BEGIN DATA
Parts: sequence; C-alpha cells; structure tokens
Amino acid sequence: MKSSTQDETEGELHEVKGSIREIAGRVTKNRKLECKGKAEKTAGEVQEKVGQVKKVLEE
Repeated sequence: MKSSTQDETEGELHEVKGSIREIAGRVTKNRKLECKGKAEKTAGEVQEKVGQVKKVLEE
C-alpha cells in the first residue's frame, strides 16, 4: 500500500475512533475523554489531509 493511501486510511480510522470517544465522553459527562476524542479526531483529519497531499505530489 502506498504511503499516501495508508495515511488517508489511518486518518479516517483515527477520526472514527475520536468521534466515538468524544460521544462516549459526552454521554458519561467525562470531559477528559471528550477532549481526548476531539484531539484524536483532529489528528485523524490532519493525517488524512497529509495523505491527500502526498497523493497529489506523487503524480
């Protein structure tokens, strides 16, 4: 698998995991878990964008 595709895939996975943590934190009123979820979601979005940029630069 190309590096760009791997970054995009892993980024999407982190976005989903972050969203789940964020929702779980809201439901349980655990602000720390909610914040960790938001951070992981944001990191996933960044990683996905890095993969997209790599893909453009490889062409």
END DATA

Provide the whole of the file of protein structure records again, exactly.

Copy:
Parts: sequence; C-alpha cells; structure tokens
Amino acid sequence: MKSSTQDETEGELHEVKGSIREIAGRVTKNRKLECKGKAEKTAGEVQEKVGQVKKVLEE
Repeated sequence: MKSSTQDETEGELHEVKGSIREIAGRVTKNRKLECKGKAEKTAGEVQEKVGQVKKVLEE
C-alpha cells in the first residue's frame, strides 16, 4: 500500500475512533475523554489531509 493511501486510511480510522470517544465522553459527562476524542479526531483529519497531499505530489 502506498504511503499516501495508508495515511488517508489511518486518518479516517483515527477520526472514527475520536468521534466515538468524544460521544462516549459526552454521554458519561467525562470531559477528559471528550477532549481526548476531539484531539484524536483532529489528528485523524490532519493525517488524512497529509495523505491527500502526498497523493497529489506523487503524480
């Protein structure tokens, strides 16, 4: 698998995991878990964008 595709895939996975943590934190009123979820979601979005940029630069 190309590096760009791997970054995009892993980024999407982190976005989903972050969203789940964020929702779980809201439901349980655990602000720390909610914040960790938001951070992981944001990191996933960044990683996905890095993969997209790599893909453009490889062409």